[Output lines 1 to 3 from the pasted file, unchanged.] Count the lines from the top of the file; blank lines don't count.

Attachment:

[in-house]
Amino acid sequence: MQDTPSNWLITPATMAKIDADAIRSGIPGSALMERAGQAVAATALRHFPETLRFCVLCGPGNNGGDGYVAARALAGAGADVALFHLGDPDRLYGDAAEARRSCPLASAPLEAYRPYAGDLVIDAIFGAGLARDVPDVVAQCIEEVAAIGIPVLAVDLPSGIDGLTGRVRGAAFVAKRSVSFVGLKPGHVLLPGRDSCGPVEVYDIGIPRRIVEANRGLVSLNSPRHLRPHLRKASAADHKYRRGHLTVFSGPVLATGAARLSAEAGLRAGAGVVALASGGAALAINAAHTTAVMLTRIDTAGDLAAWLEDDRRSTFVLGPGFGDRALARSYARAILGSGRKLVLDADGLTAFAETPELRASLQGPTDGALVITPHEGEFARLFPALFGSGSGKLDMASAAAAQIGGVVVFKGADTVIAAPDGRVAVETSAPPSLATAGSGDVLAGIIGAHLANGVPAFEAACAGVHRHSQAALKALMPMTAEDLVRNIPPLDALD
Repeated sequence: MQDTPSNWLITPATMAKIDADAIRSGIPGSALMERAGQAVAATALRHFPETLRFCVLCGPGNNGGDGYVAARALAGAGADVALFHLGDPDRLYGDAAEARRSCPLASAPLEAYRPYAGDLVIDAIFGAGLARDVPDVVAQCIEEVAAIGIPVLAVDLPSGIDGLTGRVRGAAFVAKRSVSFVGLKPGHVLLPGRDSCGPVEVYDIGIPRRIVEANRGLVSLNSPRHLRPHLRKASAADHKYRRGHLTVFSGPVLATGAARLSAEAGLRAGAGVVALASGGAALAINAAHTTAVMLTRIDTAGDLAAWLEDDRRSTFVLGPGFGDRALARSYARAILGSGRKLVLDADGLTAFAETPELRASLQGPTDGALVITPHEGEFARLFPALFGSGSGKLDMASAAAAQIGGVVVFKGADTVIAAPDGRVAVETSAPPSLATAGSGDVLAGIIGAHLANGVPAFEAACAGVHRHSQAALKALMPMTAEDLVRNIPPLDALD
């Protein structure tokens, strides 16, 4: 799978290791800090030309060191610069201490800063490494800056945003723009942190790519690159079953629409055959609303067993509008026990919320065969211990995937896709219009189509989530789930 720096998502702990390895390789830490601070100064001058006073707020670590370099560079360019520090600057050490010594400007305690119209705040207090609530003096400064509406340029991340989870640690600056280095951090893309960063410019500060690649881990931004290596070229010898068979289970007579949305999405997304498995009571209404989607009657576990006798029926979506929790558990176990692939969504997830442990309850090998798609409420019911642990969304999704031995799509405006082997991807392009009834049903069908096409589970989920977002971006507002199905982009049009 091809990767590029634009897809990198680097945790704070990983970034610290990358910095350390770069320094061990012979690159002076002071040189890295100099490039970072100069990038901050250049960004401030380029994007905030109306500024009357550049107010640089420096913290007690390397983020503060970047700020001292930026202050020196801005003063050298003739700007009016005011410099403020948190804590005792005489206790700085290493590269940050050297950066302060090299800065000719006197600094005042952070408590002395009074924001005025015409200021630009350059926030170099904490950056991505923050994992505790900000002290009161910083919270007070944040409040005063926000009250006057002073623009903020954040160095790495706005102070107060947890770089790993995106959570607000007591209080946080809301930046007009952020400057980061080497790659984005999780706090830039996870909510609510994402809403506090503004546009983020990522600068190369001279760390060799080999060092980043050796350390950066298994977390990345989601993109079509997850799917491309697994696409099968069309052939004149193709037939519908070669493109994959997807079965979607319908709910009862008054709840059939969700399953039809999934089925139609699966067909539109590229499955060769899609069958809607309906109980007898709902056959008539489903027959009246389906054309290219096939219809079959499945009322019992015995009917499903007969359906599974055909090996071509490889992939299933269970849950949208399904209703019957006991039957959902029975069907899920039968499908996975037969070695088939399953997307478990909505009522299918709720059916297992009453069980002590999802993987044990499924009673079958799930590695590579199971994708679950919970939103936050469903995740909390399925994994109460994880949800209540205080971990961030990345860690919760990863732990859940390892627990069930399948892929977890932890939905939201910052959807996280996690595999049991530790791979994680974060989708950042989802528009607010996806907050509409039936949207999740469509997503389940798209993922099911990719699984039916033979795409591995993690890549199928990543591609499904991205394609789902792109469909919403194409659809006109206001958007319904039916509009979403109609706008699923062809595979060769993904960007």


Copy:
[in-house]
Amino acid sequence: MQDTPSNWLITPATMAKIDADAIRSGIPGSALMERAGQAVAATALRHFPETLRFCVLCGPGNNGGDGYVAARALAGAGADVALFHLGDPDRLYGDAAEARRSCPLASAPLEAYRPYAGDLVIDAIFGAGLARDVPDVVAQCIEEVAAIGIPVLAVDLPSGIDGLTGRVRGAAFVAKRSVSFVGLKPGHVLLPGRDSCGPVEVYDIGIPRRIVEANRGLVSLNSPRHLRPHLRKASAADHKYRRGHLTVFSGPVLATGAARLSAEAGLRAGAGVVALASGGAALAINAAHTTAVMLTRIDTAGDLAAWLEDDRRSTFVLGPGFGDRALARSYARAILGSGRKLVLDADGLTAFAETPELRASLQGPTDGALVITPHEGEFARLFPALFGSGSGKLDMASAAAAQIGGVVVFKGADTVIAAPDGRVAVETSAPPSLATAGSGDVLAGIIGAHLANGVPAFEAACAGVHRHSQAALKALMPMTAEDLVRNIPPLDALD
Repeated sequence: MQDTPSNWLITPATMAKIDADAIRSGIPGSALMERAGQAVAATALRHFPETLRFCVLCGPGNNGGDGYVAARALAGAGADVALFHLGDPDRLYGDAAEARRSCPLASAPLEAYRPYAGDLVIDAIFGAGLARDVPDVVAQCIEEVAAIGIPVLAVDLPSGIDGLTGRVRGAAFVAKRSVSFVGLKPGHVLLPGRDSCGPVEVYDIGIPRRIVEANRGLVSLNSPRHLRPHLRKASAADHKYRRGHLTVFSGPVLATGAARLSAEAGLRAGAGVVALASGGAALAINAAHTTAVMLTRIDTAGDLAAWLEDDRRSTFVLGPGFGDRALARSYARAILGSGRKLVLDADGLTAFAETPELRASLQGPTDGALVITPHEGEFARLFPALFGSGSGKLDMASAAAAQIGGVVVFKGADTVIAAPDGRVAVETSAPPSLATAGSGDVLAGIIGAHLANGVPAFEAACAGVHRHSQAALKALMPMTAEDLVRNIPPLDALD